A somewhat similar distribution pattern of the mod gene was found in the present investigation compared to its prevalence in Asian strains; however, in European strains it was a bit more prevalent than in our study. The Ladakh strains were found to completely lack this gene, while the African strains revealed a lower prevalence, which was similar to our findings. The type II R-M system β-subunit of the restriction enzyme was found in only 30% of Pakistani Hp strains, findings that are opposite to previous findings in Asian and Ladakh strains, which identified this gene in all studied Hp strains. This finding also suggests the possibility of newly evolved strains with different configurations of R-M system genes. A higher prevalence of this gene was reported in African strains than in our findings, while European strains revealed similar distribution patterns.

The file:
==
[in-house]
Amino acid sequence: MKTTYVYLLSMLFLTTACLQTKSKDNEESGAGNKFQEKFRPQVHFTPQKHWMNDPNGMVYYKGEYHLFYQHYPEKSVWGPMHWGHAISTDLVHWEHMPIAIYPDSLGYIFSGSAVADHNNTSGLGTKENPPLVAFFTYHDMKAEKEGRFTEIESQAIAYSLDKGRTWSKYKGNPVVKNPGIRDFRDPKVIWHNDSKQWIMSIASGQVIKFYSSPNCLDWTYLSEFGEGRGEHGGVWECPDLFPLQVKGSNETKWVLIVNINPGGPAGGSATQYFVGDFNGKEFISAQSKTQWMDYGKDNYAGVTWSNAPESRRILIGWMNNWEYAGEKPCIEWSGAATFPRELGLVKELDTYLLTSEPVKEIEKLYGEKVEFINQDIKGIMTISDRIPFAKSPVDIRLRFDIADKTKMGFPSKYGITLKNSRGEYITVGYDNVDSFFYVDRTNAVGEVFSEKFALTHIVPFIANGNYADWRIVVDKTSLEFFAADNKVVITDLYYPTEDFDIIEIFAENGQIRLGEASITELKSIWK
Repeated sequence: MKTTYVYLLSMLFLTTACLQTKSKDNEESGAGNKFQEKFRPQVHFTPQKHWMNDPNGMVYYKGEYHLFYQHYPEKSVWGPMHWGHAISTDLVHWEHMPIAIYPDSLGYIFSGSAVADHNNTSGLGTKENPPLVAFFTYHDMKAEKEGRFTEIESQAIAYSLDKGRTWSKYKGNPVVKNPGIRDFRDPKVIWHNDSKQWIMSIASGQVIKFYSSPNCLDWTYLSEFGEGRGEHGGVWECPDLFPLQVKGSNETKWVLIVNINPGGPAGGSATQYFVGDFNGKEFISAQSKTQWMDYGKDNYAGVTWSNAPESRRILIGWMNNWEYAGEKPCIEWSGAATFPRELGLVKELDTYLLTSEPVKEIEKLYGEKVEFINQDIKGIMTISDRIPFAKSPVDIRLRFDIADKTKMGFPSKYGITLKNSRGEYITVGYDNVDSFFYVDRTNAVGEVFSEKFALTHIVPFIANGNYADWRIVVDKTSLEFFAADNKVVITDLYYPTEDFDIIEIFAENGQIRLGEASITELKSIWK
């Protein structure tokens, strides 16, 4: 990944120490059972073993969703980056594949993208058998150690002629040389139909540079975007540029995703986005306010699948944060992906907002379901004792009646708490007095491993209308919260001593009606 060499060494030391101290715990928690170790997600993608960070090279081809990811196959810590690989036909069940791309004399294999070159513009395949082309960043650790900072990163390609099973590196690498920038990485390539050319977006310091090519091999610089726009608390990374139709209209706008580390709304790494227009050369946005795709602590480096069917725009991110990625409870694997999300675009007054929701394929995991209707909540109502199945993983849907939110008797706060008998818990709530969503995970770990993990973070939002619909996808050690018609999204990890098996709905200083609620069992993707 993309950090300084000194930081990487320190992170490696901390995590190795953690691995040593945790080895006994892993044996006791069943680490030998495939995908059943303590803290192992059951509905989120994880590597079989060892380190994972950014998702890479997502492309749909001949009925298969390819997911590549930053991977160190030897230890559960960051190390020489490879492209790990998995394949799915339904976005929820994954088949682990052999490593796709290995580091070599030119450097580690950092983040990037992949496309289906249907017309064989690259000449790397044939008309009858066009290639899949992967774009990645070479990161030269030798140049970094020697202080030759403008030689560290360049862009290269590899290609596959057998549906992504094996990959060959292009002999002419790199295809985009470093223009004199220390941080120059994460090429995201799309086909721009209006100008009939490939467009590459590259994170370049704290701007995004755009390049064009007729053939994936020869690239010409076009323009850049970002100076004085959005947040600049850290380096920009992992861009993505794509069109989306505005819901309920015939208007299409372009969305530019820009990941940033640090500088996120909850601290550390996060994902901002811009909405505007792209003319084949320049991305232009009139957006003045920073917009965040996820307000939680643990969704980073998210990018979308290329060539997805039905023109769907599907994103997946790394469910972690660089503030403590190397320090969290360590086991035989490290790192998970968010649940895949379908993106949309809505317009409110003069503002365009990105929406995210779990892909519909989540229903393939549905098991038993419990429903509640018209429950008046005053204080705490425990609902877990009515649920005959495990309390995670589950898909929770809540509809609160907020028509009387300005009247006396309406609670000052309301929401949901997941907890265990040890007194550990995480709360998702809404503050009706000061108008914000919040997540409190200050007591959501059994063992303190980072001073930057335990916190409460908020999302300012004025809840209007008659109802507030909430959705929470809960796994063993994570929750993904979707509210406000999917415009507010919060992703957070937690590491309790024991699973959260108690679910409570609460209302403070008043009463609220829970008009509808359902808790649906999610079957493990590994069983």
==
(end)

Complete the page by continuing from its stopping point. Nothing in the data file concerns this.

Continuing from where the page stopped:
Salaun et al. (2004) conducted a functional study of putative phase-variable genes of H. pylori in three unrelated European H. pylori strains, SS1, Hp141, and Hp145. The type I R-M system gene, hsdR, was found to be present in all three strains, suggesting their dominance. The type III R-M system mod gene was found to be prevalent in two of the strains, SS1 and Hp145, but absent in the Hp141 strain. Similarly, the type II R-M system gene, the β-subunit of the restriction enzyme, was revealed in Hp141 and Hp145 but absent in SS1 (11). That study also revealed the dominance of the type I R-M system in three European Hp strains, similar to our findings as well as to previous reports. Molecular analysis revealed a 92% prevalence of the type I R-M system hsdR gene in three Hp strains: 26695, J99, and HPAG (16). Molecular investigations of phase-variable R-M genes have also been carried out on the Hp strain OND79, confirming their presence in six out of nine of the mentioned Hp strains, and further functional analyses were conducted. All three types of R-M system genes were reported to be equally distributed in the studied strain, while the functional analysis showed that the mod gene is a main player in colonization and in the regulation of different gene expressions (17).